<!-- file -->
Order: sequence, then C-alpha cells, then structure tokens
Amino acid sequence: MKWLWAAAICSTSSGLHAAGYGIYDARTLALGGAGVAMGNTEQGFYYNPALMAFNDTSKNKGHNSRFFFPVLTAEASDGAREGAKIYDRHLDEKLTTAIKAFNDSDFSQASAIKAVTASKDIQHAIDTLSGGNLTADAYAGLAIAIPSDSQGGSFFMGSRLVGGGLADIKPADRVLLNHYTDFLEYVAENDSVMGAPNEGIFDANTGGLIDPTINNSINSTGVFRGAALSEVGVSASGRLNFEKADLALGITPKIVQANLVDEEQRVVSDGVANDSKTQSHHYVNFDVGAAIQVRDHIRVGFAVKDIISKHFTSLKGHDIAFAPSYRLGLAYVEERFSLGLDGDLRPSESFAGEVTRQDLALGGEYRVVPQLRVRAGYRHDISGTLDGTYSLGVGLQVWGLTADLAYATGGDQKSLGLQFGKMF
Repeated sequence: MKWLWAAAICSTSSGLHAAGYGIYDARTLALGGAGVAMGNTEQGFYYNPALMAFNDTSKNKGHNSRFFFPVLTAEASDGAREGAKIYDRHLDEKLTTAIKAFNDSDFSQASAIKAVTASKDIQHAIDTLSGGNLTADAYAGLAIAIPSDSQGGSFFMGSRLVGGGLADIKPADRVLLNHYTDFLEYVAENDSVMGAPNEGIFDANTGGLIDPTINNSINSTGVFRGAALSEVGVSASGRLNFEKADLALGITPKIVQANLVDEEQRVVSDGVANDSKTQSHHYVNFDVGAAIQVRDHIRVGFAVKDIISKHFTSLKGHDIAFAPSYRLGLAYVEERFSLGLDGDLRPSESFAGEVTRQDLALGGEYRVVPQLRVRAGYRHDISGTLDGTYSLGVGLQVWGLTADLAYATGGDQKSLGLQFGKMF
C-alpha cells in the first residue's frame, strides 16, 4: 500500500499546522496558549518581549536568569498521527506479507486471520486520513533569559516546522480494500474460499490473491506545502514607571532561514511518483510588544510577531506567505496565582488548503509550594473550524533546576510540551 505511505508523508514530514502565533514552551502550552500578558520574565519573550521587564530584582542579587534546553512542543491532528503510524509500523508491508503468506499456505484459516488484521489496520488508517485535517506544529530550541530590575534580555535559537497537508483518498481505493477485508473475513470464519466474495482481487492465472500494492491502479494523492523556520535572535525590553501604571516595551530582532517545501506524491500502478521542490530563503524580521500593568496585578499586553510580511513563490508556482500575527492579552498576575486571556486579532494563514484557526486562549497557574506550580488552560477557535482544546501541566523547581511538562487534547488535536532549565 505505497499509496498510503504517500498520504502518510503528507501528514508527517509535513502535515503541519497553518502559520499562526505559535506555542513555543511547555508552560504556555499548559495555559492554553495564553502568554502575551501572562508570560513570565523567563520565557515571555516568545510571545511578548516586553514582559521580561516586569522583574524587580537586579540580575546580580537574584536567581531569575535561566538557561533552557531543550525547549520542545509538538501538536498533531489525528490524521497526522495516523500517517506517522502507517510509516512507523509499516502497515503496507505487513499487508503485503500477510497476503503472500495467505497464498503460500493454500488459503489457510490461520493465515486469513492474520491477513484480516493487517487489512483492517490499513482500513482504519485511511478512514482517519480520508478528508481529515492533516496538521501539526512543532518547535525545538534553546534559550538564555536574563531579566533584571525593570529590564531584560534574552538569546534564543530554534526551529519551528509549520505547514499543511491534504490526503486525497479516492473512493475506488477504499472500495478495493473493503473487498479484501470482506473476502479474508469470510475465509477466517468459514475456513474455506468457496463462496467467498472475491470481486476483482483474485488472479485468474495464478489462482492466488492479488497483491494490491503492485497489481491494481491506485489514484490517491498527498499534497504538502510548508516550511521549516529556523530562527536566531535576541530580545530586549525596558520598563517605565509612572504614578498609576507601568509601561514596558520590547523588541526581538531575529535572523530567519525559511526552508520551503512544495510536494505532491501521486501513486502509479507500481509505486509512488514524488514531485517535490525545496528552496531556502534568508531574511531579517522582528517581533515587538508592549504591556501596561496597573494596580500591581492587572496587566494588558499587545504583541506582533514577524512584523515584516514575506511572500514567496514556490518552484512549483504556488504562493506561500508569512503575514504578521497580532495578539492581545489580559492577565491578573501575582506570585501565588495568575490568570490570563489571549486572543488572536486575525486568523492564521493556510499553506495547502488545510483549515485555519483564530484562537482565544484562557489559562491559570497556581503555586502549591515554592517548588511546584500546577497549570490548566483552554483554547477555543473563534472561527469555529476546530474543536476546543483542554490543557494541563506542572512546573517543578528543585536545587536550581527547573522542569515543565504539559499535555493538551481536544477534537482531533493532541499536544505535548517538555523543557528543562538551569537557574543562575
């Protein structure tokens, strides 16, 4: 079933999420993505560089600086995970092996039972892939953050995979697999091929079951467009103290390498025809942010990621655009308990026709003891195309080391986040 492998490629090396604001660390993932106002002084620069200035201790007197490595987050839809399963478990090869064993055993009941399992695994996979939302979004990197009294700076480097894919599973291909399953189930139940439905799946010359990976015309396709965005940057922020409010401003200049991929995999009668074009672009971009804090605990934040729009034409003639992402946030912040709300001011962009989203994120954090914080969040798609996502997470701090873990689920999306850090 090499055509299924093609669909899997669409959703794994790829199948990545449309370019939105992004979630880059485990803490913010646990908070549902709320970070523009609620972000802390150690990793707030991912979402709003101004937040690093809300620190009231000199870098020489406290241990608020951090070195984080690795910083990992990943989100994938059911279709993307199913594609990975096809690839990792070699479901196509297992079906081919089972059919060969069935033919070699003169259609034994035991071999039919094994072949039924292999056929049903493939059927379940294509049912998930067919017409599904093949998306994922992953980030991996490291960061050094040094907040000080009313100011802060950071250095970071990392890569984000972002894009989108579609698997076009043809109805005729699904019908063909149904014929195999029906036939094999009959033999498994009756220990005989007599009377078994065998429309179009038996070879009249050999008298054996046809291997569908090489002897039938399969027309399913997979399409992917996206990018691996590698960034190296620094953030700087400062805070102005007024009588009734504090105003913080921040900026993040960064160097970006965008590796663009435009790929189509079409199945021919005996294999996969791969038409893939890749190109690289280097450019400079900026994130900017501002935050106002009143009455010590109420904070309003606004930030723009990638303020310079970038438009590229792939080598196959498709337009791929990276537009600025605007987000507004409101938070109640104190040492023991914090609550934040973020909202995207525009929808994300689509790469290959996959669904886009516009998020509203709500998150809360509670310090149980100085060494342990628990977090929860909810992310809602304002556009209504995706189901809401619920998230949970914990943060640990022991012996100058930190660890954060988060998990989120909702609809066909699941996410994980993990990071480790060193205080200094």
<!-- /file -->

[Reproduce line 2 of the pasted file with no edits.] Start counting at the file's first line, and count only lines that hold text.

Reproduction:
Amino acid sequence: MKWLWAAAICSTSSGLHAAGYGIYDARTLALGGAGVAMGNTEQGFYYNPALMAFNDTSKNKGHNSRFFFPVLTAEASDGAREGAKIYDRHLDEKLTTAIKAFNDSDFSQASAIKAVTASKDIQHAIDTLSGGNLTADAYAGLAIAIPSDSQGGSFFMGSRLVGGGLADIKPADRVLLNHYTDFLEYVAENDSVMGAPNEGIFDANTGGLIDPTINNSINSTGVFRGAALSEVGVSASGRLNFEKADLALGITPKIVQANLVDEEQRVVSDGVANDSKTQSHHYVNFDVGAAIQVRDHIRVGFAVKDIISKHFTSLKGHDIAFAPSYRLGLAYVEERFSLGLDGDLRPSESFAGEVTRQDLALGGEYRVVPQLRVRAGYRHDISGTLDGTYSLGVGLQVWGLTADLAYATGGDQKSLGLQFGKMF